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Polyiso over plywood – low-slope roof

mn3gjGJ4Us | Posted in General Questions on

I’m adding a 16×28 1-story addition to my 2-story house. Roof pitch is 1/4″/ 1-foot. It will be used occasionally as a deck.

I’m putting 3.5″ poly-iso on top of 5/8 plywood; GAF Liberty self-stick roofing on that.

What’s the best way to insulate between the joists?I see much discussion here of problems caused by multiple vapor barriers.

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  1. gtmtx | | #1

    Let me preface my comments by saying you did not post your location, so some issues may not apply.

    Let's start with your roofing membrane. It is a vapor retarder (if not a barrier depending the perm rating) which is on the outside. As such, any drying is normally to the interior, so I highly recommend against adding a 2nd vapor retarder (6 mil poly or similar) to your system. At 3.5" of polyiso, you are around R20 +/-, so you need to achieve at total code minimum of R30 or more depending on climate. I recommend using multiple layers to eliminate gas, voids, etc at the board joints.

    How you insulate the joists is primarily a cost-benefit to achieve the desired total R value. It appears you have an "unvented" cathedral ceiling, in which case I would recommend (lowest cost to highest) the following, "unfaced" batts, blown-in fiberglass (assume it can be covered with drywall) or spray foam (open or closed). Closed cell does create a 2nd vapor retarder, but if you provide enough of it, condensation is not possible in the ceiling cavity. If you are in snow country, ice damming is a concern, so I would err on more insulation not less and lean more towards the foam.

    On a separate note, 1/4" is not sufficient for wood framing, particularly with only 5/8" decking. If you use 3/4" I would feel more comfortable, but we typically try for 3/8" /12"on wood framing. 1/4" is the bare minimum and wood tends to deflect more over time and when (not if) it becomes less than 1/4" it will likely void the roof warranty, therefore we generally use 3/8" as our minimum.

  2. mn3gjGJ4Us | | #2

    Thank you for your reply Glen. I am in central OH - sorry, I forget that key element.

    I probably have 5/16"/ foot slope for the reason you suggest - wood sagging (and variation). I wanted 3/8" but couldn't quite get there - not enough space under a door.

    Although cost is always an issue, I am willing to spend - even on spray foam - to get the right results and eliminate condensation.

    I bought a single sheet of 3.5" polyiso on the advice of a roofer but I probably should have gone w/ my gut: 2 sheets eg. a 2" + a 1.5" would have let me stagger joints. As I can't do that now, what should I seal the edges between the sheets with? I've seen suggestions of tape and caulk.

  3. GBA Editor
    Martin Holladay | | #3

    Seal the polyiso seams with canned foam, then trim the excess cured foam and seal the seams again with housewrap tape.

    There are lots of ways to insulate the joist bays. If you choose dense-packed cellulose, any future roof sheathing repairs will be much easier than if you choose spray foam.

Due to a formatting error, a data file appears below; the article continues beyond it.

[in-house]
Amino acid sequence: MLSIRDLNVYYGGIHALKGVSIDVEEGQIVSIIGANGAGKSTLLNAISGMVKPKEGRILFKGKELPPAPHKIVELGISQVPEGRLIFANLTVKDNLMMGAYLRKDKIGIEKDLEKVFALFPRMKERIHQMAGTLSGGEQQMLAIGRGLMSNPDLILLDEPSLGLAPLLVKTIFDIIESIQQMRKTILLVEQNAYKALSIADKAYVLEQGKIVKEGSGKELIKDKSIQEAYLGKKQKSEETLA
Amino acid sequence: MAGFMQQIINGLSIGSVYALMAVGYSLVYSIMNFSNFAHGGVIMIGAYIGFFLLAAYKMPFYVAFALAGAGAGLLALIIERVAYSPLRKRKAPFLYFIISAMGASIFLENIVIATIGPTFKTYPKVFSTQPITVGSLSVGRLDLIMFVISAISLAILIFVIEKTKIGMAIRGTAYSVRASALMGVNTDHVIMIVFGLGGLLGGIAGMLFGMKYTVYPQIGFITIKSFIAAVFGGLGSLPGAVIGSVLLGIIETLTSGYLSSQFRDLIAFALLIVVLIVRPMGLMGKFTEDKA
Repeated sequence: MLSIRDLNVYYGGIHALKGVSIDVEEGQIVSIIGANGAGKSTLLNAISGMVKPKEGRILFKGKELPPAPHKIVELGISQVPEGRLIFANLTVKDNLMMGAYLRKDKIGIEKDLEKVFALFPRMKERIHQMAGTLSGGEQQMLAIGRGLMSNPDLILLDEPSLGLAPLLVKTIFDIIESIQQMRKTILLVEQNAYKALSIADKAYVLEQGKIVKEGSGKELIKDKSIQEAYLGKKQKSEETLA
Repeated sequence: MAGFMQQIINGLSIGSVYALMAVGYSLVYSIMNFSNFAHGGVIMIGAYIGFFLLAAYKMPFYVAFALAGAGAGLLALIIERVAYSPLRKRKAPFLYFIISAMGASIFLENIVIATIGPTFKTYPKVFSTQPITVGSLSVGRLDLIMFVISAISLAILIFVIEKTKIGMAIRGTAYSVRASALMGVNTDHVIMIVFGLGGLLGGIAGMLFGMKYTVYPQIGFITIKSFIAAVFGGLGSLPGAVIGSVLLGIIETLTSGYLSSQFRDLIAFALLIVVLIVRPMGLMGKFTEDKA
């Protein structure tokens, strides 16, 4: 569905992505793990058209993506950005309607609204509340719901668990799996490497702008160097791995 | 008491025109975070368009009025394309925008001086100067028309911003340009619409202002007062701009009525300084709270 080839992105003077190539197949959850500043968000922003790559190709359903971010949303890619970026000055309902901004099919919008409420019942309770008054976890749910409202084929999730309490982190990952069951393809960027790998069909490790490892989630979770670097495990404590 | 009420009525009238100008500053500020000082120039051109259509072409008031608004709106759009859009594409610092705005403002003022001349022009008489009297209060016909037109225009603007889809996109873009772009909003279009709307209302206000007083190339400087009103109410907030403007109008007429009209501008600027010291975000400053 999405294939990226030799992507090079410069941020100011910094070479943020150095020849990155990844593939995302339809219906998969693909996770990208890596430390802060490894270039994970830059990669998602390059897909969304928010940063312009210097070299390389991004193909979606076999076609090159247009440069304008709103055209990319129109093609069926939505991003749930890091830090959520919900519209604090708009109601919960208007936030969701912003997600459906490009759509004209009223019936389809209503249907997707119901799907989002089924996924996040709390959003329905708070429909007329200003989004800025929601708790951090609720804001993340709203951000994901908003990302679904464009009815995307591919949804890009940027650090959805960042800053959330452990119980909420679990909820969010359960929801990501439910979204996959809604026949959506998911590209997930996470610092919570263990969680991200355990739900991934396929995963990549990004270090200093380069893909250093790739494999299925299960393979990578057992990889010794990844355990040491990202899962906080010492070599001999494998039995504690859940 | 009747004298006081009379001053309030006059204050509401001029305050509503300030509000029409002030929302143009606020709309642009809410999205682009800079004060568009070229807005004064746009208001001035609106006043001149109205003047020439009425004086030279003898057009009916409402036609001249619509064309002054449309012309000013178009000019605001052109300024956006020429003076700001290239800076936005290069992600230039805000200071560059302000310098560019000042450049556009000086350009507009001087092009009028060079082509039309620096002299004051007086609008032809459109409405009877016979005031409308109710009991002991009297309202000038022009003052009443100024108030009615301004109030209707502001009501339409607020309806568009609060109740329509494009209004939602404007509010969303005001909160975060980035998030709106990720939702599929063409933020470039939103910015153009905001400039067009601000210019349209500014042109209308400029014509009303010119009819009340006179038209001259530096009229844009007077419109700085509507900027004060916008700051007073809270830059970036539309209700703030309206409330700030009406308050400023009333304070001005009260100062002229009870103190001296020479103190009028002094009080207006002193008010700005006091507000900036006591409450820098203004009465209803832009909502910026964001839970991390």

4. gtmtx | | #4

    I agree with Martin on the joints, the canned foam works fine. You could always add a single layer of 1" on top to stagger the joints. Also, if this is going to be used as a roof periodically, you may consider a cover board of perlite or Densdeck by Georgia-Pacific, which would not provide any significant R-value, but reduces the "sponge" effect on low-slope roofs.

    Climate Zone 5 - 2009 Energy Code (Ohio has a state code which may be more restrictive) says R-38 is the minimum. I assumed this is a residential application.

    As Martin noted, cellulose is fine assuming it can be covered with drywall. Without a drawing it may be difficult to select a specific option, but one thing to be careful in this application is the potential thermal bridging at the connections between the low-slope roof and wall systems. Sounds like headroom is very tight so you may have an R38 roof assembly, but only have a wood header on the vertical transition.

  5. mn3gjGJ4Us | | #5

    Thank you Glen and Martin. Yes, this is residential.

    I talked to the polyiso manufacturer this AM and he said either foam or caulk will work. Foam sounds more logical and I'll try that. The roof material manufacturer said not to use take as it can loosen under the self-stick. I'm still researching that.

    I don't have room to add another 1" of polyiso so I'll work on sealing the seams well.

    Joist bay insulation: the easiest thing would be facet insulation stapled between the joists but if that will encourage condensation I'll use spray-in foam.

    Agree, the wall-roof join will be the weak point re thermal bridging. Further, it's an 1800s peg & post house so I'm dealing with house joists open at the ends. This type of house has rough-cut 2x8 oak joists set on top of a hand-hewn 6x8 oak perimeter beam (no rim joist as we'd use today. I sealed that from the inside w/ polyiso ~ 20 years ago but I want to rethink it.

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